First, Signature in the Cell has become a Top 10 Science Book this year on Amazon.  This is good news for science and bad news for materialism (or naturalism).  The book demonstrates how materialistic evolution cannot explain the cell, once thought the simplest compound of the human anatomy.  Check out the story about it here, and be sure to watch the video on the cell that is next to the article (seriously!).  Just imagine, each cell is part of about 75 trillion cells in the human body, all working like fine-tuned machines, all the time.  By chance?

Second,

Global warming has stalled.  Now, pay attention here. “Global warming has stalled” is another way of saying the global warming hysteria may be coming to an end.  There is no global warming, and there has not been for the past 10 years; it is political hype.  Finally, some honest climatologists are admitting as much publicly.  This is a good indication of things to come.  Please remember those who hitched our fate to the so-called climate crisis and bid them farewell.  Send them off in a green balloon filled with hot air.  (Here’s the story)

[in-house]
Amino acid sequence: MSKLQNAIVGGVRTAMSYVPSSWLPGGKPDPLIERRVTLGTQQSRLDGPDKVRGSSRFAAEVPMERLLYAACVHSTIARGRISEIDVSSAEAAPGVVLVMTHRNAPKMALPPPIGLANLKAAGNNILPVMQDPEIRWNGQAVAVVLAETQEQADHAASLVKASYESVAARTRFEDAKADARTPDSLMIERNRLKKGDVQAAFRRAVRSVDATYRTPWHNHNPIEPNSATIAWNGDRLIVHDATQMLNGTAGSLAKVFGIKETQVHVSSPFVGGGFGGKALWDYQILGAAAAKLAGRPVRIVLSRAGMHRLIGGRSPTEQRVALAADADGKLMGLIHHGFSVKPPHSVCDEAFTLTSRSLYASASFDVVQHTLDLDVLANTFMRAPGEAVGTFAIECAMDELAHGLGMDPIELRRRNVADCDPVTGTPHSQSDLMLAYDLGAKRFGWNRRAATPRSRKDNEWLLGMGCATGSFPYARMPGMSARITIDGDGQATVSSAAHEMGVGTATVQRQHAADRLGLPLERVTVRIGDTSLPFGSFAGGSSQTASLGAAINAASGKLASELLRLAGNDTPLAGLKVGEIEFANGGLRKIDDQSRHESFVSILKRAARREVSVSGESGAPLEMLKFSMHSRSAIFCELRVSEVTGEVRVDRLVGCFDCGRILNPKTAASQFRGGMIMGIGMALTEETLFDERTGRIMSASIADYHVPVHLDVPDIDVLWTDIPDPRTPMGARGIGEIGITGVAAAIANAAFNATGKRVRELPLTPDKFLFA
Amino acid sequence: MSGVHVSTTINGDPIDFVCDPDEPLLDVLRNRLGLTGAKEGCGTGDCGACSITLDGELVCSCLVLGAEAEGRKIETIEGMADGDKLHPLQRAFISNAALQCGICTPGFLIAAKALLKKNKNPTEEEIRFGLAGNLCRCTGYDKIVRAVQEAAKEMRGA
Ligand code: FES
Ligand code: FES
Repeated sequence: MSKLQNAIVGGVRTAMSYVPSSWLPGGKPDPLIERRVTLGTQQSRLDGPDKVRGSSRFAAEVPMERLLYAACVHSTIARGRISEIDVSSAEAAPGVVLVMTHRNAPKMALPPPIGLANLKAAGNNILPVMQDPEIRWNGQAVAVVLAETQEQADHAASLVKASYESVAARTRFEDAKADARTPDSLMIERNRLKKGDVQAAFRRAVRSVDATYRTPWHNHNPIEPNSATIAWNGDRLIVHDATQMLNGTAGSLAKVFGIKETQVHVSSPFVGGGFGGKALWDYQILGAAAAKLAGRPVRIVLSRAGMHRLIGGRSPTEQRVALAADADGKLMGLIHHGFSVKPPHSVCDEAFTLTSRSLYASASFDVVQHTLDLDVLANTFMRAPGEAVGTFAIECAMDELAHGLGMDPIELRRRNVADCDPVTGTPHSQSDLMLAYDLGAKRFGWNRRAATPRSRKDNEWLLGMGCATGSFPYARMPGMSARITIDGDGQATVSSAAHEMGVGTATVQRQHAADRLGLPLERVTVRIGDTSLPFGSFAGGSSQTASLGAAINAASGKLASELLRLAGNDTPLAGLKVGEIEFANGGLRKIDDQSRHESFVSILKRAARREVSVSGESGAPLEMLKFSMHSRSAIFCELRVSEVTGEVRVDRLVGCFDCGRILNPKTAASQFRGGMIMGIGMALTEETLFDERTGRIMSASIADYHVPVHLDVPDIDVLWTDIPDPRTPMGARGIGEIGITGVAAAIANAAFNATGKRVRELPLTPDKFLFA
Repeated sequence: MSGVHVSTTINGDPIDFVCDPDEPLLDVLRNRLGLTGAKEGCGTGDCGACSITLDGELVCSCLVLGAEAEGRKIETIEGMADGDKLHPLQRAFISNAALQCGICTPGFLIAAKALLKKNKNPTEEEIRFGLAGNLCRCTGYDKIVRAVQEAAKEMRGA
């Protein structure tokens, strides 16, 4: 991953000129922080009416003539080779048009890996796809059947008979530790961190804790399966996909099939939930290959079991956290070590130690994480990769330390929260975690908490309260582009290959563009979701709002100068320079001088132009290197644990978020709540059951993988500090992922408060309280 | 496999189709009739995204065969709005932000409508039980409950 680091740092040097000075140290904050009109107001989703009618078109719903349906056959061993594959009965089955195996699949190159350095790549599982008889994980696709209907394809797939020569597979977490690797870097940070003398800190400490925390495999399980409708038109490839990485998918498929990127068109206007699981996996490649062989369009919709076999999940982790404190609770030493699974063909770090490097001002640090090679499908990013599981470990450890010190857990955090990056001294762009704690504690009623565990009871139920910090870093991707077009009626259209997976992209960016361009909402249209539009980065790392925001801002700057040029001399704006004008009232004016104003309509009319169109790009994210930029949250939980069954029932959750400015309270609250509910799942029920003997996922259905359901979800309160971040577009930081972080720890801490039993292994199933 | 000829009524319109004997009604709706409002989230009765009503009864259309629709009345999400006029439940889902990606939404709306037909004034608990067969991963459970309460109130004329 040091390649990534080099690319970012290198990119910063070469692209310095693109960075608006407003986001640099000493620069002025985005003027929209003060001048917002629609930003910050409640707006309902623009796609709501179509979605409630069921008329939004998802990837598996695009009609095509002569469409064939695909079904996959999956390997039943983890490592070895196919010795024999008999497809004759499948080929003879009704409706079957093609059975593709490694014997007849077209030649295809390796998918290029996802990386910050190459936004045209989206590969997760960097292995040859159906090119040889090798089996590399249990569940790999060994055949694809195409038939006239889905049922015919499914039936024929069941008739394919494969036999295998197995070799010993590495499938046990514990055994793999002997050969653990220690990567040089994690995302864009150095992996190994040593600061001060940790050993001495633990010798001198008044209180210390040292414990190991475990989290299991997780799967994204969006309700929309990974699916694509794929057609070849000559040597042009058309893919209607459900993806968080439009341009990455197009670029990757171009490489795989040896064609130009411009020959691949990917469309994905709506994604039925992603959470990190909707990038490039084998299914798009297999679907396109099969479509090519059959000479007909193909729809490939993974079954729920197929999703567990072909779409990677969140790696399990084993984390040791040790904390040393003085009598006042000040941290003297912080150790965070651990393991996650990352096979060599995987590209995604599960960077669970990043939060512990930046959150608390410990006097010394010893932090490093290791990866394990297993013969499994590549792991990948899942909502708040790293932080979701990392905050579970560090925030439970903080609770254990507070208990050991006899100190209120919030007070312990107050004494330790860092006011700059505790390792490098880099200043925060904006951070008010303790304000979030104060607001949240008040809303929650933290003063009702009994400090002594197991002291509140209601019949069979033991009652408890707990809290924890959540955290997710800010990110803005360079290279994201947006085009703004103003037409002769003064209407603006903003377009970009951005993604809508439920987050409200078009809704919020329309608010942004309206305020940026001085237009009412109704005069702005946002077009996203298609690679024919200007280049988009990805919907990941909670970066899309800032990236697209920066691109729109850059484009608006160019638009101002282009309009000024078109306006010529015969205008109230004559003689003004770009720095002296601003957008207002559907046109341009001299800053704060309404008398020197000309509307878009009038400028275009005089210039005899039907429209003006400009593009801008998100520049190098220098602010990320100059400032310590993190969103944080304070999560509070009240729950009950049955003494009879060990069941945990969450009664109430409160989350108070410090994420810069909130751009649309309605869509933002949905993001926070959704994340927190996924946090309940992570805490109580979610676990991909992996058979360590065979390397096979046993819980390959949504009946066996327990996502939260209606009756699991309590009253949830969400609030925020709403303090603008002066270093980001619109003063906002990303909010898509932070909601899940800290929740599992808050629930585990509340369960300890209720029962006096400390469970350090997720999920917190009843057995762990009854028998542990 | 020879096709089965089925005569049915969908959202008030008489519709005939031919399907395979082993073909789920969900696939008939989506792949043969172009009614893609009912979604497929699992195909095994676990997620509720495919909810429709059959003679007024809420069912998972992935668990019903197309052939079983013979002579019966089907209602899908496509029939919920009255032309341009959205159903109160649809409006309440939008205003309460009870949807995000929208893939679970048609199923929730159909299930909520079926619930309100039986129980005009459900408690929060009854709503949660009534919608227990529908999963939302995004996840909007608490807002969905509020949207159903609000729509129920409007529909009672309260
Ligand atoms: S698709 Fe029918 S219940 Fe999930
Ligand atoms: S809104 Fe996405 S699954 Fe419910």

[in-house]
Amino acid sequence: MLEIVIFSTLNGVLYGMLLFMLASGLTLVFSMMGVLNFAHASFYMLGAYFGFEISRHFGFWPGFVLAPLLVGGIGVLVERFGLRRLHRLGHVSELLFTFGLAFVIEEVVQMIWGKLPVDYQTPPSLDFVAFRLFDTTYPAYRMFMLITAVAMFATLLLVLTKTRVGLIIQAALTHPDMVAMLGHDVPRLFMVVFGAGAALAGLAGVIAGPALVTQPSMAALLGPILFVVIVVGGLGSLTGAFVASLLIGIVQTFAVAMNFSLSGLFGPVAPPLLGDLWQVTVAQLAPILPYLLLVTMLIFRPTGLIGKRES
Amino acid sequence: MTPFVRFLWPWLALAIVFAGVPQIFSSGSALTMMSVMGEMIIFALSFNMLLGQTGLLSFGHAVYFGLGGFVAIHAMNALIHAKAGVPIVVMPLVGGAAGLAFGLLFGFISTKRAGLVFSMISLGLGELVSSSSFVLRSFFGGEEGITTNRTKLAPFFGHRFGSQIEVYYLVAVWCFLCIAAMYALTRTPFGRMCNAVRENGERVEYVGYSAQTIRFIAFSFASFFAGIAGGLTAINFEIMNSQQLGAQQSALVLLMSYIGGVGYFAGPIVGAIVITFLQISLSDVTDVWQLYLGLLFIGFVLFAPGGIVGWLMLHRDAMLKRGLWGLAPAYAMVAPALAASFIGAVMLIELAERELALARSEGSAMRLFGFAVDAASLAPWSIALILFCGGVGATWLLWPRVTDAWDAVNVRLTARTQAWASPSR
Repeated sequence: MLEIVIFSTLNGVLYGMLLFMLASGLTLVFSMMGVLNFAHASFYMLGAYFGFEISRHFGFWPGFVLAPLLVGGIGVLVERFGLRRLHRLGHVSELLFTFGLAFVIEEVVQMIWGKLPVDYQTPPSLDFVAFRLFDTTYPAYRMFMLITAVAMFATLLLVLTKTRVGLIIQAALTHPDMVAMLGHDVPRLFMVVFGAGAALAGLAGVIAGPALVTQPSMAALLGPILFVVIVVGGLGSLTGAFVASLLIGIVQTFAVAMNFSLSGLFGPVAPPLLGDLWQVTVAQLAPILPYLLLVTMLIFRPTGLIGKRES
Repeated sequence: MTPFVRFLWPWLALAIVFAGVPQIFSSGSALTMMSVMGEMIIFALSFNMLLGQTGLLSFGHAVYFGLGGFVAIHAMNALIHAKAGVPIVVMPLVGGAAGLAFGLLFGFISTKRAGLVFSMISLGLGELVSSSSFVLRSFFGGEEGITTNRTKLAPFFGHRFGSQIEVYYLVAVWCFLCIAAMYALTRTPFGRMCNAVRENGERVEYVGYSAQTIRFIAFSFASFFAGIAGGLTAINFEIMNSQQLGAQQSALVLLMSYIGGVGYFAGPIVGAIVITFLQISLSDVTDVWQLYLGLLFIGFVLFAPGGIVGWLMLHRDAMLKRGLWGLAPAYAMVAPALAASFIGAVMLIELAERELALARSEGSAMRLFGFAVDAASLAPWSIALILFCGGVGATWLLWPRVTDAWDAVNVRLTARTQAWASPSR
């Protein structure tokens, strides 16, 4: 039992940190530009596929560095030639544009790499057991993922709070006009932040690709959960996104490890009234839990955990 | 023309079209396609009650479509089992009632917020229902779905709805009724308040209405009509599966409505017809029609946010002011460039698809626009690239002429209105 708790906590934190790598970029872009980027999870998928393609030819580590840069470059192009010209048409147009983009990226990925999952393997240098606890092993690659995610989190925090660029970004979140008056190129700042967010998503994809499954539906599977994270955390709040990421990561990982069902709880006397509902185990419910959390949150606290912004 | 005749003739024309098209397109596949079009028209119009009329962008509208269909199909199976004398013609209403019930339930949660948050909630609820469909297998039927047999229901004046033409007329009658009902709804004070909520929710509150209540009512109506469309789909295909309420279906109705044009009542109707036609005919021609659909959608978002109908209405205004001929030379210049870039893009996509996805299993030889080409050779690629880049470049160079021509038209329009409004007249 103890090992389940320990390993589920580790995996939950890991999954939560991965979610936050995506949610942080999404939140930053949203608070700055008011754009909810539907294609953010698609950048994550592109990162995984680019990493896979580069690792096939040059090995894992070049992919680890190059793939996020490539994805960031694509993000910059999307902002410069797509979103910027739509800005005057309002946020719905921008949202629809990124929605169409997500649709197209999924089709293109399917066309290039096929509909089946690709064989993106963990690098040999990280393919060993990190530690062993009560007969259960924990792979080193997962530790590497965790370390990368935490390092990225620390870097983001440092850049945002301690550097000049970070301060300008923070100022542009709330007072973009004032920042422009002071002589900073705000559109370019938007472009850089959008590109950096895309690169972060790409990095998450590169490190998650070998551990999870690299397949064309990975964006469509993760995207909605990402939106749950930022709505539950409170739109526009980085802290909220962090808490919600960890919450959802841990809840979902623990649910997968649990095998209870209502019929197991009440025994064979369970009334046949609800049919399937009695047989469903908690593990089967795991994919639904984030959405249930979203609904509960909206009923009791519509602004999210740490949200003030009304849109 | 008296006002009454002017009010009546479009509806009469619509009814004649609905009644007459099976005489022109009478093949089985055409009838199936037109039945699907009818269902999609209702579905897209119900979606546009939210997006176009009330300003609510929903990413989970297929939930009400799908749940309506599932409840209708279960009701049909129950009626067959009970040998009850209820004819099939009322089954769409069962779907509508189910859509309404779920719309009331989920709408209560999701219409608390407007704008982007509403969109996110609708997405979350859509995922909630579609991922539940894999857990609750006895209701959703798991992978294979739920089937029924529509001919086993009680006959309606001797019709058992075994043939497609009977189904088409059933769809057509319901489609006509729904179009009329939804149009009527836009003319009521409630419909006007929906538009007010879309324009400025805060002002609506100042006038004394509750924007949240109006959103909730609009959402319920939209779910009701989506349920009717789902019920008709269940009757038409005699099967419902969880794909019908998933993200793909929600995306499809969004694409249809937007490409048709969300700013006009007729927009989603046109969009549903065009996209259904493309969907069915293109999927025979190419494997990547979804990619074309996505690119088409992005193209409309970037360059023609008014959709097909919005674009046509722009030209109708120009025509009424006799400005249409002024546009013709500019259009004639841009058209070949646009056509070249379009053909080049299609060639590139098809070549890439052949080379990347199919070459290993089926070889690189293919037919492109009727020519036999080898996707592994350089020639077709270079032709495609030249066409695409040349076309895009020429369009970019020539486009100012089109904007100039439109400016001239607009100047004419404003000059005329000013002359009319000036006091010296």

Global Warming on Trial?


Chris Horner from Planet Gore reports on the recent U. S. Chamber of Commerce’s call to hold a hearing on anthropogenic global warming (AGW).  [Read: man-made global warming].  I have reported before on the dubious nature of the claims for man-made global warming.  More and more information is showing that the last decade has begun global cooling.  At any rate, whether the globe is warming or cooling, there is no definitive study on what extent the climate is affected by human activities.

What is disturbing is how much policy is being established on assumptions and working models, rather than on hard scientific data.  The U.S. Chamber of Commerce wants to hold a trial before the public.  Call it Scopes II–a trial to establish whether humankind is causing climate change.  This blog post offers a reason the EPA won’t go for such a trial.

So, I’m Psycho


Wow, people wonder why I think psychology is an unreliable science.  This story tells about a recent report from the APA which explains how those who are not urgently concerned about global warming are suffering from a psychological disorder.  So, I suppose I’m psycho.  Maybe I am, but, if so, it isn’t because of failure to believe global warming.  There are good reasons to be skeptical, see here.